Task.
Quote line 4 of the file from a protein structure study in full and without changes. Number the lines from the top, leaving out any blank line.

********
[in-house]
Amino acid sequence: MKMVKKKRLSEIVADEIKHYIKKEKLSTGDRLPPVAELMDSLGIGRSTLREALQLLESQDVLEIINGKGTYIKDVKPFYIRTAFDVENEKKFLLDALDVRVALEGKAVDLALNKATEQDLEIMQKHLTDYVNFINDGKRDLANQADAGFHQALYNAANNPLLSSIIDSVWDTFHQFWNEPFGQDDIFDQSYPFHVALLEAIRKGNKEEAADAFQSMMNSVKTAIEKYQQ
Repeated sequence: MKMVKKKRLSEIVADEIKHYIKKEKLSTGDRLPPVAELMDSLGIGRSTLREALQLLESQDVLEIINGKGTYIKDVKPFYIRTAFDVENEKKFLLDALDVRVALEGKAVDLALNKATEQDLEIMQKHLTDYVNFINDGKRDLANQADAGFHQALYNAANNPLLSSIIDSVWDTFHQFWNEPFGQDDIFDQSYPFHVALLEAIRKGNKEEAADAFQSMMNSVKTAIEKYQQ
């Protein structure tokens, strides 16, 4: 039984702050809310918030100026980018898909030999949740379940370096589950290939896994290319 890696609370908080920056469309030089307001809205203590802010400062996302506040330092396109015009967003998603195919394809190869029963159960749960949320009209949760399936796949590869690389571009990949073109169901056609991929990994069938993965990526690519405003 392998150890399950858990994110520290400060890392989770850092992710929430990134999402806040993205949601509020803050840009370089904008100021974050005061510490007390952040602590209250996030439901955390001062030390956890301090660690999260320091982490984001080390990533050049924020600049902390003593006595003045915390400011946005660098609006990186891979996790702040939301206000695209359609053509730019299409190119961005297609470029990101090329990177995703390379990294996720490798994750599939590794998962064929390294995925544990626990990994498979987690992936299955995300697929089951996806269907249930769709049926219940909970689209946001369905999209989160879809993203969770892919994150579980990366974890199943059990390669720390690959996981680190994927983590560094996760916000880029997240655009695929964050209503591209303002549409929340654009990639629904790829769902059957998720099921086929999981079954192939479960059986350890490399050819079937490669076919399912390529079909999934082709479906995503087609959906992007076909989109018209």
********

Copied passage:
């Protein structure tokens, strides 16, 4: 039984702050809310918030100026980018898909030999949740379940370096589950290939896994290319 890696609370908080920056469309030089307001809205203590802010400062996302506040330092396109015009967003998603195919394809190869029963159960749960949320009209949760399936796949590869690389571009990949073109169901056609991929990994069938993965990526690519405003 392998150890399950858990994110520290400060890392989770850092992710929430990134999402806040993205949601509020803050840009370089904008100021974050005061510490007390952040602590209250996030439901955390001062030390956890301090660690999260320091982490984001080390990533050049924020600049902390003593006595003045915390400011946005660098609006990186891979996790702040939301206000695209359609053509730019299409190119961005297609470029990101090329990177995703390379990294996720490798994750599939590794998962064929390294995925544990626990990994498979987690992936299955995300697929089951996806269907249930769709049926219940909970689209946001369905999209989160879809993203969770892919994150579980990366974890199943059990390669720390690959996981680190994927983590560094996760916000880029997240655009695929964050209503591209303002549409929340654009990639629904790829769902059957998720099921086929999981079954192939479960059986350890490399050819079937490669076919399912390529079909999934082709479906995503087609959906992007076909989109018209």